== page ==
Symbiotic thinking: identifying unconventional opportunities

Posted on 26/02/2015


After hearing about the Longbox and the “Rock the vote” campaign in the 90s, the idea of random partnerships seemed worth exploring. Here’s where I got to.

Doing anything is effort. Creating, or building, or growing; it all takes time and energy. And everyone, from individuals to businesses, wants more rewards for less effort.

This can only happen in a few ways: 1) find several small efficiencies or 2) reinvent how you do things in the first place.

I think there’s a third way that’s less process and more growth-focused: finding symbiosis.

Matching like with like

(Textbook example from nature: the crocodile gets a clean; the bird gets dinner).

Products and services overlap in so many ways. Here’s an old (but solid) example:

You’re running a shop selling daily newspapers. For this to work out you want customers each and every morning. You need to be in the right location, visible, and encourage repeat morning customers.

Many other enterprises require exactly the same conditions: e.g. take away food, coffee shops, bakers. The overlap between early morning traders itself presents an opportunity. Expanding across categories in the right way unlocks a larger market, opportunities for cross and up-selling and reduces the overall effort required to run these separately.

(The contradiction: by putting in more effort and expanding in the right direction, you can get even more for less overall effort)

If you can do one well, how much extra effort is it to do another? Certainly not as much as it would be to do it from scratch. Certainty activities have a natural symbiosis. With the right opportunity, it’s far more rewarding to expand.

Old and emerging activities

With changing reading habits, the future of newspaper shops looks a bit limited. What it does illustrate, however, are several existing products and services that could be aligned.

Symbiosis gets exciting by combining the old with the new (or even the new with the new.) Take Google maps.

Google has grown and evolved it’s navigational data and software for years. First it added power to its search capabilities. Then through Google Places it gave small businesses a chance to plant their flag and an in-road to Google advertising. More recently, through the Android OS, features like navigation, route finding and Google Now were another selling point. This both crushed Apple’s failing maps service and extended Google’s dominance over digitized geography.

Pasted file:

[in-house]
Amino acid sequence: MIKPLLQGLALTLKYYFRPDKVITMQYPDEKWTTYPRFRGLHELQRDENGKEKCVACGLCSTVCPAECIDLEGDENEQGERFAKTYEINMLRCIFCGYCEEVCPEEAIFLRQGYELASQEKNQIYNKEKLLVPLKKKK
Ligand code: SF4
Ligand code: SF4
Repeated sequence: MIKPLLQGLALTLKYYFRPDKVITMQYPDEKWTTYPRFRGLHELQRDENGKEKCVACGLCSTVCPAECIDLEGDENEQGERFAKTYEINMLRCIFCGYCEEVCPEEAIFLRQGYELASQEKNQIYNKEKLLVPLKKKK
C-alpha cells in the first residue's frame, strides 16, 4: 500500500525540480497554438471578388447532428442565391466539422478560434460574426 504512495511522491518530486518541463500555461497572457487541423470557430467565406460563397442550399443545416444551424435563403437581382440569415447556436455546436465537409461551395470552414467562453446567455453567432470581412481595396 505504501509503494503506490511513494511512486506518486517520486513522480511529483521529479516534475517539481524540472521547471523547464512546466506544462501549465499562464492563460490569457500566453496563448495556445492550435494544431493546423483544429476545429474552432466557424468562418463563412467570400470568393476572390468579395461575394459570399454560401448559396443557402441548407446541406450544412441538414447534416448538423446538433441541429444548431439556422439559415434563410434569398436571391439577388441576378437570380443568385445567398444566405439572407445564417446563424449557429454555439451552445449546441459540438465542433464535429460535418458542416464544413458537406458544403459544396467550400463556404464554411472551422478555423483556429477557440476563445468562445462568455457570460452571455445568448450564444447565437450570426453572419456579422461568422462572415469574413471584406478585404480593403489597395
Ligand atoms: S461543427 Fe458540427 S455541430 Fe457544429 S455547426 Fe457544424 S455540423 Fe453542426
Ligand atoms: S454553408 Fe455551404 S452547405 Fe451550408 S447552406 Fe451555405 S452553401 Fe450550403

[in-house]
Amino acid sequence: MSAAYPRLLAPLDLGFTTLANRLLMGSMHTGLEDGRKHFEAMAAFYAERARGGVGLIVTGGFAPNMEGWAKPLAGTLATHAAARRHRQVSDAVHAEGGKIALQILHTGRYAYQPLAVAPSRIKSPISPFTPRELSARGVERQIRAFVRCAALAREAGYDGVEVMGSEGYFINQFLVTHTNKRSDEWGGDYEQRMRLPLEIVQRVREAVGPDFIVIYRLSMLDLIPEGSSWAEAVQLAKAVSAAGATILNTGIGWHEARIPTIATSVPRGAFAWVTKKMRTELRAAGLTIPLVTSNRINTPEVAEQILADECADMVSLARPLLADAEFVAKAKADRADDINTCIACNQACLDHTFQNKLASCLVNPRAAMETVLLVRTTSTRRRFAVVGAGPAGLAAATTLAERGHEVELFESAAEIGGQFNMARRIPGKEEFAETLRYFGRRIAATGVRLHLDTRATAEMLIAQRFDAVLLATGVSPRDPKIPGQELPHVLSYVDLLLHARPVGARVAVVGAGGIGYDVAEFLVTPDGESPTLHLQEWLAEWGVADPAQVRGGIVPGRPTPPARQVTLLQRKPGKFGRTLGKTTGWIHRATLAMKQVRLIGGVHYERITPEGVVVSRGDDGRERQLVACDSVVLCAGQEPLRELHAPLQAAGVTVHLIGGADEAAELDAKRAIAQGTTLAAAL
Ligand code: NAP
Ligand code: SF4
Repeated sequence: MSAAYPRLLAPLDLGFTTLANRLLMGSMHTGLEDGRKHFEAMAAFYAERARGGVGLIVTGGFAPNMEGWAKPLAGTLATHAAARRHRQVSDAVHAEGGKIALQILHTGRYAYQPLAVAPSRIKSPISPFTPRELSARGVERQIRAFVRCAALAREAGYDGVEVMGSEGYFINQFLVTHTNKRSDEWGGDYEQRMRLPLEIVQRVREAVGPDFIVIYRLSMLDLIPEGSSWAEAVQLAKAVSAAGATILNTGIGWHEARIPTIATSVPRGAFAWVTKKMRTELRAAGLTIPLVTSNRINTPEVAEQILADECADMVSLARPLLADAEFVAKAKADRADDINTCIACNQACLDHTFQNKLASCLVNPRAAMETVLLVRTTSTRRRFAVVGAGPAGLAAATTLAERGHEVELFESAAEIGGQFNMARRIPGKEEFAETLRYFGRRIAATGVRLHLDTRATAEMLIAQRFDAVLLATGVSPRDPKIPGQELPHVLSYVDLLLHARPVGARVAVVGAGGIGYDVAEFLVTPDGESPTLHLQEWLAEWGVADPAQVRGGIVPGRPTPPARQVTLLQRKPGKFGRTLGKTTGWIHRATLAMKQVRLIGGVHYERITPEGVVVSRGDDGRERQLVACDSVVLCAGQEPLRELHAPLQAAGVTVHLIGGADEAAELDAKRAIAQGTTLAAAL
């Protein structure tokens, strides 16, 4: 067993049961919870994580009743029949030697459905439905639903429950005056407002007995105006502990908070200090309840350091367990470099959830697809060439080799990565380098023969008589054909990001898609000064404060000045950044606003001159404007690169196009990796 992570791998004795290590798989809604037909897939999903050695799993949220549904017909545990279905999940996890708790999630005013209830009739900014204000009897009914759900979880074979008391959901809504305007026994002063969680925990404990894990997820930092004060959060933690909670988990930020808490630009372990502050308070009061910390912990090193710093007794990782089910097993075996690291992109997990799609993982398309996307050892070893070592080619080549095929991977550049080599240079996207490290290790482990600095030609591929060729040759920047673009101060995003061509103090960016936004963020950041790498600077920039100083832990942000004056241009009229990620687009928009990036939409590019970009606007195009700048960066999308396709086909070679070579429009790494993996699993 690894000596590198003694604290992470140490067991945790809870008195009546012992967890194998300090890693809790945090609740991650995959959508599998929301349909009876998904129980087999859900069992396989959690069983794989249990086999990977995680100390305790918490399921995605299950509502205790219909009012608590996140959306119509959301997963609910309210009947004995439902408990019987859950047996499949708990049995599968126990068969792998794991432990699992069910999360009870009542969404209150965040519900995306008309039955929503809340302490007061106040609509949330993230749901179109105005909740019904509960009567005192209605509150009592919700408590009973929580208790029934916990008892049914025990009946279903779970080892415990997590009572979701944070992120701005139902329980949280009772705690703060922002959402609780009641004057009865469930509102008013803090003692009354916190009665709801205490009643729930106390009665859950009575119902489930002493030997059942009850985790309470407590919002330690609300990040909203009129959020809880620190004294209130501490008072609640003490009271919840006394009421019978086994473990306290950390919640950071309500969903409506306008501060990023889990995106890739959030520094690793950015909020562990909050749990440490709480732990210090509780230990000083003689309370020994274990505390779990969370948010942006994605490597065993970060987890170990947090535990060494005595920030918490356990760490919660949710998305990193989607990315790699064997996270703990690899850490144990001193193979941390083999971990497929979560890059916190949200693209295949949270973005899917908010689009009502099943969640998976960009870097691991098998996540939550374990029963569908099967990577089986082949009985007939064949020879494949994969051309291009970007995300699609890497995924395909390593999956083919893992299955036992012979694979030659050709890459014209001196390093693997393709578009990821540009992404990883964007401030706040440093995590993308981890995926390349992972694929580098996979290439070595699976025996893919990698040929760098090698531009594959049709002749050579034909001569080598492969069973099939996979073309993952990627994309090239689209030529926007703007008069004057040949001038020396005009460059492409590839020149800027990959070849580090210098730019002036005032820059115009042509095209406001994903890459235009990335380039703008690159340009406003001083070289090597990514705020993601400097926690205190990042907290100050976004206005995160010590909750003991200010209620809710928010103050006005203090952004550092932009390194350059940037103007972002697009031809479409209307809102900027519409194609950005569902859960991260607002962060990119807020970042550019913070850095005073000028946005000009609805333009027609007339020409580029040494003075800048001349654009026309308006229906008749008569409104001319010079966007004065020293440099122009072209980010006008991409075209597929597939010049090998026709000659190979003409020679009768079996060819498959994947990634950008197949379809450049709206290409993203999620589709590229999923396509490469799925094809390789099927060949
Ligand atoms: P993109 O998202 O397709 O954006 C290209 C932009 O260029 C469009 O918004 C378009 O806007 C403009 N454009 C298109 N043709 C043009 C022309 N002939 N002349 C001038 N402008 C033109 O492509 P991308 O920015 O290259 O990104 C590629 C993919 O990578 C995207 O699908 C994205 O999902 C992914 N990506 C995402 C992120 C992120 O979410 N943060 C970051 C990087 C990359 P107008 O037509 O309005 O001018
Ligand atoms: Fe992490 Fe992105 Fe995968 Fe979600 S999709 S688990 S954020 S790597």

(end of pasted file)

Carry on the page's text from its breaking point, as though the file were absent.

Google are now working on a new extension, that will move the company in a completely new direction: driverless cars.

Symbiosis through new technology

As the first to gather the data and develop the infrastructure, Google have strong market advantage, but next to no historical experience in physical logistics or transportation. However, the overlap between the two is clear (are there any taxis these days without a sat nav?). The opportunity just needs to be made real.

Finding new harmonies

Every activity, anywhere in the world has cross-over points with another. Coca Cola have used this to boost their reputation, transporting aid and medicine in the gaps between their bottles.

Not all crossovers are viable – working this out is itself the challenge. But in a system where we need to produce more with less, these are the areas we need to explore. Symbiosis is a way to think differently about what you do and how to grow by adding value instead of infinitely refining away.